The night before the Brain and I left on our honeymoon, a week after the wedding so we could relax and sleep and get all those thank you notes out, his parents took us to a restaurant by the Cleveland airport for dinner. There we were, grateful the wedding was over, ready to start our lives together, fairly exhausted from the wedding planning and execution, excited to go on our honeymoon, and ready for some quiet time. The weather was beautiful and sunny, a dramatic change from the snow on our wedding night (in APRIL). Yes, winter never ends here. Anyway, poised on the beginning of adventure, there we were at this really good restaurant, and I had the beer soup.
I'd never had beer soup before. I think on some level I mourned the 35 years of my life that went by without me having tasted it. Kind of like how I feel about sauerkraut balls and fennel and other such delicious things I grew up not knowing about. It was delicious and cheesy and tasted definitely of beer. And up until now I've simply lived with the memory. The Brain doesn't do so well with dairy.
But then a couple weeks ago, my sister in law handed me a cookbook with this recipe marked. It is the Dairy Hollow House Soup & Bread cookbook. The recipe was the Tomato and Potato Cheddar Soup with Beer. She had thought it looked like a good recipe, but her terrific kids happen to be mighty picky eaters and the cookbook just had more elegant tastes than the kids would eat. I happily took the cookbook off her hands and decided that I would make the soup (or my version of it) and eat it for lunches while the Brain was off with the older men on Thursday afternoons, and during Rotary and times like that.
Well now, the Brain looks at my soup and I keep telling him, "no no no, you can't have this soup". It's mean of me. I know. But this soup is REALLY good. And it would make his tummy REALLY hurt. And I did, after all, make him Manwiches *shudder* for lunch today, so it's not like I don't cook what he likes to eat. In fact we've had so much pizza and Chinese and spaghetti and more pizza this week, that I really have to apologize that I didn't try anyone else's recipes this week. I barely made enough to blog about. Sorry, it's been a lazy lazy week.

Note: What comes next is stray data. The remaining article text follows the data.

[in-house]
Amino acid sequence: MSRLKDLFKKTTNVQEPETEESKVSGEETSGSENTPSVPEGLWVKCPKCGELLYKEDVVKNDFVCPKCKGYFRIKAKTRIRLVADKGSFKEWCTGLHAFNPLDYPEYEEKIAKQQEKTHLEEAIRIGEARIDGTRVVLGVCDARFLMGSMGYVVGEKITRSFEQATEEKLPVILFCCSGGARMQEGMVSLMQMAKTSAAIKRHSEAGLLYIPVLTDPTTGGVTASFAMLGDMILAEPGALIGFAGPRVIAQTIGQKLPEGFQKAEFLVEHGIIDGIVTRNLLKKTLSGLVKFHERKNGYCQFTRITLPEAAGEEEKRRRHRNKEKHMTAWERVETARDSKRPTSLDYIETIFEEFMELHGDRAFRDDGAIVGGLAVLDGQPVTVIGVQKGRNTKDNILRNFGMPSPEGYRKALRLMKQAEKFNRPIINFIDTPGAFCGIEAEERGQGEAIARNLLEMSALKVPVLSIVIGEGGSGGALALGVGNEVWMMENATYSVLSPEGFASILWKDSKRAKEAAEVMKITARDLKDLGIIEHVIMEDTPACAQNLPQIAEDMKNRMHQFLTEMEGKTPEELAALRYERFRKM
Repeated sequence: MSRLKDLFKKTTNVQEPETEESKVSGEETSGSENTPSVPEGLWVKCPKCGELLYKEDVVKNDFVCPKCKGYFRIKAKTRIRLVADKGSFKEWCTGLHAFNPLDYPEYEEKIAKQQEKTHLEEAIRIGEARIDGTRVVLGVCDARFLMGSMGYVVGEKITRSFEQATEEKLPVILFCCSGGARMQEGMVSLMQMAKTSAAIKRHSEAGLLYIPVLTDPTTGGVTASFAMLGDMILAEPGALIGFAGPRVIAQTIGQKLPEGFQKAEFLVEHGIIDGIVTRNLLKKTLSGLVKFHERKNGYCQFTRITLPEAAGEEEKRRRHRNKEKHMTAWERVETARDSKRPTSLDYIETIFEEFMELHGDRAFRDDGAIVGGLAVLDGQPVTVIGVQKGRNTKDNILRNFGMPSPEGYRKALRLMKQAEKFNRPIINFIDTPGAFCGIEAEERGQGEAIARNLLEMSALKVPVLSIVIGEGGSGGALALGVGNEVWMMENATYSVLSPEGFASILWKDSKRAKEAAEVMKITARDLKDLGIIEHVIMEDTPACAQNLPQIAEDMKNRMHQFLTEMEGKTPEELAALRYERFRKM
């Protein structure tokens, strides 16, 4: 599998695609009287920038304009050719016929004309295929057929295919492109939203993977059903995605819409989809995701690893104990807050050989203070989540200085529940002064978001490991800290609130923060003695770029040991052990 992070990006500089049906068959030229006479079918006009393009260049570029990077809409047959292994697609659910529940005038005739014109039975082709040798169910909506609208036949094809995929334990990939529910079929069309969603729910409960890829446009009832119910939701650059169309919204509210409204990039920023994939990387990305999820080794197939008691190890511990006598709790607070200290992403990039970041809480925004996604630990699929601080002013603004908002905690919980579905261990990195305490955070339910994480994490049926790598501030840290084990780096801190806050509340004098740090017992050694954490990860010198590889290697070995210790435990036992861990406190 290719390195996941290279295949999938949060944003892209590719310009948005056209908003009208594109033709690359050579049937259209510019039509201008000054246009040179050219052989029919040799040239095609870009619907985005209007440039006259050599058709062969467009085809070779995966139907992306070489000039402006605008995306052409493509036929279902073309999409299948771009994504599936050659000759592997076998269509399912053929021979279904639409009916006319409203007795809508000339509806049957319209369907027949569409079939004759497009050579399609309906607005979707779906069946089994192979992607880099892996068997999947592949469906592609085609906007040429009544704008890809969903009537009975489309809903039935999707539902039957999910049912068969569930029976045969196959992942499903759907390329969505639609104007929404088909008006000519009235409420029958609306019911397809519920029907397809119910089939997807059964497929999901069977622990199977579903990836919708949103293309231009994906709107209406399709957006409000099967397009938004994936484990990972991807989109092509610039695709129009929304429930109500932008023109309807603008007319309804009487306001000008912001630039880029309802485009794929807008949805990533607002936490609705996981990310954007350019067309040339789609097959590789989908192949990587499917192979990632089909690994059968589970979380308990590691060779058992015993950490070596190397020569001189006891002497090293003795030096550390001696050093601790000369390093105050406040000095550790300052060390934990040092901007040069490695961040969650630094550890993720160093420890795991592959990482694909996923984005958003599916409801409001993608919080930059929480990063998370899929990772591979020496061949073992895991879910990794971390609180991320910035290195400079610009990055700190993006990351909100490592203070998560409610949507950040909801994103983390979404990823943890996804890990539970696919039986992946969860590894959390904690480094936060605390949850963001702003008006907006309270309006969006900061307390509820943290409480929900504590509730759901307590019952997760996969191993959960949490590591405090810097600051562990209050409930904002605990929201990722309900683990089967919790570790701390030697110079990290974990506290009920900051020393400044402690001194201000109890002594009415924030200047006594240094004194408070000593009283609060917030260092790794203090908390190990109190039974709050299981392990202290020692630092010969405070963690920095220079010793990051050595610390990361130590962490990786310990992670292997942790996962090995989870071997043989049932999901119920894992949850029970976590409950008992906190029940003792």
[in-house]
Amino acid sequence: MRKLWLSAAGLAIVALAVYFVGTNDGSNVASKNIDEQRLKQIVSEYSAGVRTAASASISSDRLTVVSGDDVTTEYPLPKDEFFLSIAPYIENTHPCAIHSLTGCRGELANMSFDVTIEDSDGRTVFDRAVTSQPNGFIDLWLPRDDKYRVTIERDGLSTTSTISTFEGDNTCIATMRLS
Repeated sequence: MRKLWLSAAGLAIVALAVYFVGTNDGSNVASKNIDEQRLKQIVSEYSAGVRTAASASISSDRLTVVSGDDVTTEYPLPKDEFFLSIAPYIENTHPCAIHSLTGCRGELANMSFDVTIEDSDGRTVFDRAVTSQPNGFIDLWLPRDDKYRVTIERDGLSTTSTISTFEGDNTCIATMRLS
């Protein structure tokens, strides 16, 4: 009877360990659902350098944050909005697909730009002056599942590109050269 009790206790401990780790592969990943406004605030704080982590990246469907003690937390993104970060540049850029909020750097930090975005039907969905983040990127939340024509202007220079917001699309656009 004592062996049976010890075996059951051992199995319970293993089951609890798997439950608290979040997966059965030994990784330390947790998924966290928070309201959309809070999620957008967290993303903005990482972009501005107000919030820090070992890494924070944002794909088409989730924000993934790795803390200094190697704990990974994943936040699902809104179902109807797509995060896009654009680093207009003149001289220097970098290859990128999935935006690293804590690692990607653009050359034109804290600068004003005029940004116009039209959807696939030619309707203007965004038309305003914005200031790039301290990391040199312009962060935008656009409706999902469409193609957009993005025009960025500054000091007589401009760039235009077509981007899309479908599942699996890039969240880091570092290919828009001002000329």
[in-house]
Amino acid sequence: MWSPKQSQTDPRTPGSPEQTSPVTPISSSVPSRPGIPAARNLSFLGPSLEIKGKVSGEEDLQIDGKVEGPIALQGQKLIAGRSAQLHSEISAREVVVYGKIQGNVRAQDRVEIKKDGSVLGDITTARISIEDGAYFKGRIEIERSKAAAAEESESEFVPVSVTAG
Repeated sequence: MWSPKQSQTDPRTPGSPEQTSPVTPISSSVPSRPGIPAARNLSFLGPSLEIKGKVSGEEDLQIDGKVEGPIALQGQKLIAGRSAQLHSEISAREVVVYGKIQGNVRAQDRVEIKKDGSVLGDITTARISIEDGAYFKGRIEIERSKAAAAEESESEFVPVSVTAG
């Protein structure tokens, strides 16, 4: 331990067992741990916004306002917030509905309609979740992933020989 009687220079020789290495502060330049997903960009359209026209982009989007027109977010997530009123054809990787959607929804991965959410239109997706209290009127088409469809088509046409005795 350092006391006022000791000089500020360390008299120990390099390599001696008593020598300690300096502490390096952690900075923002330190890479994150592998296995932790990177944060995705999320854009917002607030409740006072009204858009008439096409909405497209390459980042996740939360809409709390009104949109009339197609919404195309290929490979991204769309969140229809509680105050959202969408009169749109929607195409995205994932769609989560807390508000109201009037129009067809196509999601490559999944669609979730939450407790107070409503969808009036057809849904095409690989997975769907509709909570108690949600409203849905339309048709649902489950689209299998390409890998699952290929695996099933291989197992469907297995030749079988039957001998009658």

Tomato Potato Beer Cheddar Soup
adapted from the Daisy Hollow Soup & Bread Cookbook
1 bottle Ale
6 large potatoes, unpeeled, cut into 1/4 inch slices
4 cups chicken stock
3 bay leaves
1/2 tsp dried basil
1/2 tsp dried oregano
4 Tbsp (1/2 stick) unsalted butter
1 large onion chopped
1 rib celery chopped
1 carrot peeled and sliced
5 cloves of garlic crushed in a garlic press
1 15oz can petite diced tomatoes, undrained
1 Tbsp soy sauce
2 tsp Worcestershire sauce
2 Tbsp flour
1 cup heavy cream
1/4 tsp Tabasco sauce
1/2 tsp dry mustard
12 oz. extra sharp cheddar, shredded
salt and pepper to taste
fresh flat leaf parsley for garnish
1. Pour the beer into a heavy dutch oven. Add the potatoes and stock. If the potatoes aren't covered add enough water to cover them. Add the basil, oregano and bay leaves. Bring to a boil, then turn down the heat to medium low and simmer for 30 minutes.
2. Meanwhile in a large skillet, melt the butter and saute the onions until they begin to soften, about 3 minutes. Add the celery, garlic and carrot and saute about 5 minutes more. Add the tomatoes, Worcestershire, and soy sauce, and cook, stirring frequently, for 10 to 20 minutes until the liquid evaporates. Sprinkle the flour over the mixture and cook, stirring constantly for 1 to 2 minutes. Gradually add the cream and stir while cooking until the mixture thickens. Add the dry mustard and Tabasco. Transfer the entire mixture to a food processor or blender and process until smooth.
3. Stir the cream mixture into the dutch oven.Turn down the heat so that the liquid barely simmers. Add the cheese and cook, stirring frequently until the cheese melted and the potatoes are falling apart, about 20 minutes more. Once the potatoes are falling apart, blend the soup with an immersion blender until smooth. Season to taste with salt and pepper. Let sit for about an hour to let the flavors develop and then bring back up to temperature and serve garnished with parsley.